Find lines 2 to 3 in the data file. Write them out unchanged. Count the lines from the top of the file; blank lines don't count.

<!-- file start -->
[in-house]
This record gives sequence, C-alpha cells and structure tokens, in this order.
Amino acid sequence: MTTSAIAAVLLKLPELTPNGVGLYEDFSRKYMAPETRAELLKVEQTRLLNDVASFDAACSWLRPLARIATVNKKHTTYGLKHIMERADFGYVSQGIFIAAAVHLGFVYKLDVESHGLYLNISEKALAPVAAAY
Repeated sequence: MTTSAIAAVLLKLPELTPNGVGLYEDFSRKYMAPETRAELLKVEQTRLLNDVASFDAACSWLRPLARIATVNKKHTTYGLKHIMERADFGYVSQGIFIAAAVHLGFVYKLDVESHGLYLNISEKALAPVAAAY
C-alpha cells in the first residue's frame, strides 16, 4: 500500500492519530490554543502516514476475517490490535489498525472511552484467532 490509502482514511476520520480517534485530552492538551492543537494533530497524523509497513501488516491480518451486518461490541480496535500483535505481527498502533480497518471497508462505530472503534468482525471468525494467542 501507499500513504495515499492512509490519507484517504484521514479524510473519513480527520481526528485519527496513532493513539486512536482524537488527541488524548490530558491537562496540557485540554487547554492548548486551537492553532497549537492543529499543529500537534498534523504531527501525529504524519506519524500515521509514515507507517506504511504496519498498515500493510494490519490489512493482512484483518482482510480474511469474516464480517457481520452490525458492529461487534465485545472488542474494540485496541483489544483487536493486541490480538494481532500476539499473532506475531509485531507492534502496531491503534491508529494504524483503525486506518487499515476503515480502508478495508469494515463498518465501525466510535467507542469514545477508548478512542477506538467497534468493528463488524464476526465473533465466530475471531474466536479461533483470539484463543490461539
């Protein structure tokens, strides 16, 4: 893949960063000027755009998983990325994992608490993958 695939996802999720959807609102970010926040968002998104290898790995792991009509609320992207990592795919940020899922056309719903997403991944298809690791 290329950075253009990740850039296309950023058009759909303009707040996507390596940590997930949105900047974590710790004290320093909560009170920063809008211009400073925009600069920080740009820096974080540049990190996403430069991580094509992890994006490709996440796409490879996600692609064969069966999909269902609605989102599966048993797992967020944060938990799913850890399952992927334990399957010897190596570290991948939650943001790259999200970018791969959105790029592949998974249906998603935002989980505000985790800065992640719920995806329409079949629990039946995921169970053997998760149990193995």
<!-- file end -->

This record gives sequence, C-alpha cells and structure tokens, in this order.
Amino acid sequence: MTTSAIAAVLLKLPELTPNGVGLYEDFSRKYMAPETRAELLKVEQTRLLNDVASFDAACSWLRPLARIATVNKKHTTYGLKHIMERADFGYVSQGIFIAAAVHLGFVYKLDVESHGLYLNISEKALAPVAAAY